- by Medikoe Health Expert
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- Feb 09 2017
What is Angioedema?
Angioedema is the rapid edema, or swelling of the lower layer of the tissue just under the skin or mucous membranes, where the fluids build. Angioedema is usually an allergic reaction but can be hereditary at times. While in some cases, the exact cause can not be determined. The condition is very similar to urticaria, or hives, but one major difference is that urticaria affects only the top layer of the skin while angioedema affects the lower layer. It is also very common to have both urticaria and angioedema at the same time.
Types of angioedema:
There are 4 main types of angioedema, which are:
Allergic angioedema: it is the most common type of angioedema, affecting people with allergy to certain foods, pollen, medication etc. This type of angioedema is not chronic and can be prevented by avoiding the allergen.
Hereditary angioedema: this type of angioedema is inherited and runs in the family. In this case the patient has low levels of protein C1-esterase inhibitor.
Drug-induced angioedema: some medications like angiotensin-converting enzyme (ACE) inhibitors can also cause angioedema.
Idiopathic angioedema: the cause of an idiopathic disease is not clear and similar is the case with idiopathic angioedema.
Angioedema can be caused by:
Allergens like pollen, insect bites, reaction to medications like penicillin etc. may trigger angioedema.
ACE inhibitors used for treatment of hypertension can also cause angioedema.
Pregnancy, infection, trauma, or contraceptive pills may also trigger angioedema.
In some cases, the exact cause can not be identified.
Some common symptoms of angioedema are:
Swelling in the skin which may or may not be itchy.
The swollen area can have a tingling or a burning sensation.
The swelling develops rapidly over a course of minutes or hours.
In some cases, angioedema can be very extreme and lead to complications like:
Violent vomiting and dehydration due to angioedema of gastrointestinal tract.
Angioedema in the lungs can cause shortness of breath, wheezing etc.
Angioedema of larynx can cause asphyxiation and can even be fatal.
Such complications of angioedema require immediate medical intervention and treatment.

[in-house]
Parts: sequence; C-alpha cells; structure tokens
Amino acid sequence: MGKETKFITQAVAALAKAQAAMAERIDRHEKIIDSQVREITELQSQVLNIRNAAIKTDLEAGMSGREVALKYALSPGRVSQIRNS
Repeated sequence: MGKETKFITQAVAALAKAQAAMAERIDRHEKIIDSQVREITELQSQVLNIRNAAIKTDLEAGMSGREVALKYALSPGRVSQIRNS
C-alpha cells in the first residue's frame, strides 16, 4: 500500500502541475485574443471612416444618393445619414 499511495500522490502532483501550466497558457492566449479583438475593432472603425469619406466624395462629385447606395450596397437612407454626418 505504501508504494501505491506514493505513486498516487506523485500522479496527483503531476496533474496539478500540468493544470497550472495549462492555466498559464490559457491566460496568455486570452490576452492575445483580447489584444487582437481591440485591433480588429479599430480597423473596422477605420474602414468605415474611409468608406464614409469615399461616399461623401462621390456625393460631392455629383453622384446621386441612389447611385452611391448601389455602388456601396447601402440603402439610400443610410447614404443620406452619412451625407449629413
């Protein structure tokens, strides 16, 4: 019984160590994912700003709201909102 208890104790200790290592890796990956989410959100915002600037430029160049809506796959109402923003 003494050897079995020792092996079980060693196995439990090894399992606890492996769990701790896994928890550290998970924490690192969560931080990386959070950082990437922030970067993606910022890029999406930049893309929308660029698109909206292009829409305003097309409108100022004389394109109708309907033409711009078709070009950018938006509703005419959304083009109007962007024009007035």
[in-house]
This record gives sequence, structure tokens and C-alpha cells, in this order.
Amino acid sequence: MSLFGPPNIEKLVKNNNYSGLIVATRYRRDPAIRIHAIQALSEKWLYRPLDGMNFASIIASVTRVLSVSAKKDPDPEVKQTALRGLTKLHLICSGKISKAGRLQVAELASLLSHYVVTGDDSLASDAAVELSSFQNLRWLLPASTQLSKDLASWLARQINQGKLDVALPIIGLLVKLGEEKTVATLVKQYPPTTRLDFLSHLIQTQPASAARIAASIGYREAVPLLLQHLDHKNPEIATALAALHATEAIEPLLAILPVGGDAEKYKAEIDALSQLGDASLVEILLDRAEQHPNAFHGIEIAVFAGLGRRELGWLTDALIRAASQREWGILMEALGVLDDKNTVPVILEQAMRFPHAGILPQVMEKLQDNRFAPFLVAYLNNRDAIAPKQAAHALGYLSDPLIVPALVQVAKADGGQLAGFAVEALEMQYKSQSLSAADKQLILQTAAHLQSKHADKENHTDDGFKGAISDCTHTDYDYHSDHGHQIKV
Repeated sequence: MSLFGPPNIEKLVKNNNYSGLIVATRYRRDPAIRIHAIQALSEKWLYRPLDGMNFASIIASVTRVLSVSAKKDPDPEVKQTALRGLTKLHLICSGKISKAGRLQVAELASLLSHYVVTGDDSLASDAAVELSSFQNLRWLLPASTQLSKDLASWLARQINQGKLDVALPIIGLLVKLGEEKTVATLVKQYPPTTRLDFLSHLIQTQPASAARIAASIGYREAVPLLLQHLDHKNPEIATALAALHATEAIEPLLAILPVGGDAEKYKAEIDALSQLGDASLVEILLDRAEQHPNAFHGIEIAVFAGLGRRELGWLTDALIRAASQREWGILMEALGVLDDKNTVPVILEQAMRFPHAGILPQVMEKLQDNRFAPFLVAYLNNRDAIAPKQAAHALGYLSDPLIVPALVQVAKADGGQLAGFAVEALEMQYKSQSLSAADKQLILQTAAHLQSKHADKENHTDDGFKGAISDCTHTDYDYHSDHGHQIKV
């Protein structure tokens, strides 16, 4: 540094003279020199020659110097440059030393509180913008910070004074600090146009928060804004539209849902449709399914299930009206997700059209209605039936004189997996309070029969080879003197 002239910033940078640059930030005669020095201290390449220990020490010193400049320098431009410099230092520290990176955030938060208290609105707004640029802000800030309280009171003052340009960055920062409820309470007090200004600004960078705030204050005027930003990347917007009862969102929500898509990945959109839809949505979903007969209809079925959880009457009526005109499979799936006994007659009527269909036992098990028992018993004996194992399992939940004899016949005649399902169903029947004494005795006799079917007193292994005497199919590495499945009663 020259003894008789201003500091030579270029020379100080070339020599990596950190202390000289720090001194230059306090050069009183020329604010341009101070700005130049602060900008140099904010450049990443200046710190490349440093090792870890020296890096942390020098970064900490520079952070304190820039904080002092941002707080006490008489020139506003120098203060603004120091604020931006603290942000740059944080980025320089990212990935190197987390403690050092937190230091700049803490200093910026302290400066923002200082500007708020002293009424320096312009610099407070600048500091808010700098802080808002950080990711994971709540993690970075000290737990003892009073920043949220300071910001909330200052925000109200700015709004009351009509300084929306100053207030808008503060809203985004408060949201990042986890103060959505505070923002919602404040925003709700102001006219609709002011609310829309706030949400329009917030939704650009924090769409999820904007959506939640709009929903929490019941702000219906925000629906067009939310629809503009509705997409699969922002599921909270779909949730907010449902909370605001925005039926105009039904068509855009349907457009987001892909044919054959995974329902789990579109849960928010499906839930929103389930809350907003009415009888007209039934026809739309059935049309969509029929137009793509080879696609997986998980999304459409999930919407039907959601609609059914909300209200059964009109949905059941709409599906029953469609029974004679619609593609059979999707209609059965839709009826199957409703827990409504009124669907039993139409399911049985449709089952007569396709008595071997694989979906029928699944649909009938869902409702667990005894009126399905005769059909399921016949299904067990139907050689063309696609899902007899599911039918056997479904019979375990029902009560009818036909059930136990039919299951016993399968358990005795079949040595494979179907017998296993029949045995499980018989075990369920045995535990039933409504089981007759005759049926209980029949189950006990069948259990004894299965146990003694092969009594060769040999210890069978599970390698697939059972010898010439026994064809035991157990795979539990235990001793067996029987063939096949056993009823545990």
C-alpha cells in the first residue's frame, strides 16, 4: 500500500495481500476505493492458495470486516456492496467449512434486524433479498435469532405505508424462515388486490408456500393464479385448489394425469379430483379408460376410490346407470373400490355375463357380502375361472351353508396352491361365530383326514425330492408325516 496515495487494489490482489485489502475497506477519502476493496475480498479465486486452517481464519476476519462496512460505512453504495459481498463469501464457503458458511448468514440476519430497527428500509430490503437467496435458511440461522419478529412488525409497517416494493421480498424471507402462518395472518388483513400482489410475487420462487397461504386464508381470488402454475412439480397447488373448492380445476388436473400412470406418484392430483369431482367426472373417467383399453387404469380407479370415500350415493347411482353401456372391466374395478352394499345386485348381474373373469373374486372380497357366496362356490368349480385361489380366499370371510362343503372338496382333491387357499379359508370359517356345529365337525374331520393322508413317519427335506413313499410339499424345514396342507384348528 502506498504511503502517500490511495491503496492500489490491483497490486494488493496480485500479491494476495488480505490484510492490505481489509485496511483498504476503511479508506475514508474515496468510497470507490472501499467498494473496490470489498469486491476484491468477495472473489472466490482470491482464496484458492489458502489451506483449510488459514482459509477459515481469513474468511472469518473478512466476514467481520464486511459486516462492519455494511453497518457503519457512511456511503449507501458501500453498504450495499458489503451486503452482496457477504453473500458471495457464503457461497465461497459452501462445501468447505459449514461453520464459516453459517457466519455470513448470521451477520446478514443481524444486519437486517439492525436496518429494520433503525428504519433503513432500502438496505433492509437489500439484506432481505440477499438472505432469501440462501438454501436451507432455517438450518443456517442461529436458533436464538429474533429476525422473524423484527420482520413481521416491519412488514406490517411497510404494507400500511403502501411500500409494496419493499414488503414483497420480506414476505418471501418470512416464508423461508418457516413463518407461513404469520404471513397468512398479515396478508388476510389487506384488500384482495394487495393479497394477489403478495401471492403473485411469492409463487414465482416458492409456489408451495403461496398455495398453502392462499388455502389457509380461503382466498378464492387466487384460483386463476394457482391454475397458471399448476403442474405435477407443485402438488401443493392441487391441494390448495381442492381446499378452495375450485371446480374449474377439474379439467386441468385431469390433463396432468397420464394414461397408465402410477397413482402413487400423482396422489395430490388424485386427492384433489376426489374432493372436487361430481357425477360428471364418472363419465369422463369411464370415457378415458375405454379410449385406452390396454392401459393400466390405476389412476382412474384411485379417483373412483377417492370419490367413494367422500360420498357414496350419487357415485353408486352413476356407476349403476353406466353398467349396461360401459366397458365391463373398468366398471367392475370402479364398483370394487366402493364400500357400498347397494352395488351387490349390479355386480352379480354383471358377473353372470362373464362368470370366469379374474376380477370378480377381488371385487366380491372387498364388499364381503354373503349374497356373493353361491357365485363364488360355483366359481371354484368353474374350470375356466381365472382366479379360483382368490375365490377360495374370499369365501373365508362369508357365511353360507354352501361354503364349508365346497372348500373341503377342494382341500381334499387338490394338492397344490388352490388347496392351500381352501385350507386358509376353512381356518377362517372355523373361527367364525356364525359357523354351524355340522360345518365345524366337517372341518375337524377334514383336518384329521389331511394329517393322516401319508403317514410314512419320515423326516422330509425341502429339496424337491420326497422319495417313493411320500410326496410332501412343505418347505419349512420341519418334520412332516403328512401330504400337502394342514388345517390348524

The diagnosis of angioedema can be simply done in most cases by observing its clinical appearance and accompanying symptoms. The next step is to determine the cause of angioedema. For this, the doctor may ask you to undergo allergy testing to identify the allergen. This may involve blood test, skin prick test etc. If the doctor is unable to point out the allergen, the doctor may check for the levels of C1-esterase inhibitor. In most cases, these steps should be sufficient for diagnosis and determining the cause but in a few cases, the cause remains unclear.
The treatment depends on the type (acute or chronic) angioedema, the health of patient, and on other similar factors. Some commonly employed treatment options are:
Oral antihistamines are prescribed to provide relief from angioedema.
The doctor may also prescribe allergy shots to reduce your sensitivity to the allergen.
Chronic cases are treated by corticosteroids using intramuscular injection.
Severe cases which spread rapidly and pose a risk of death by choking are treated in the emergency department by injecting adrenaline.
Angioedema can be prevented to a significant extent by avoiding the allergens, if any. People with a family history of angioedema should also stay extra cautious and always look out for symptoms. People with severe allergy should carry preloaded adrenaline injector to avoid life-threatening circumstances.
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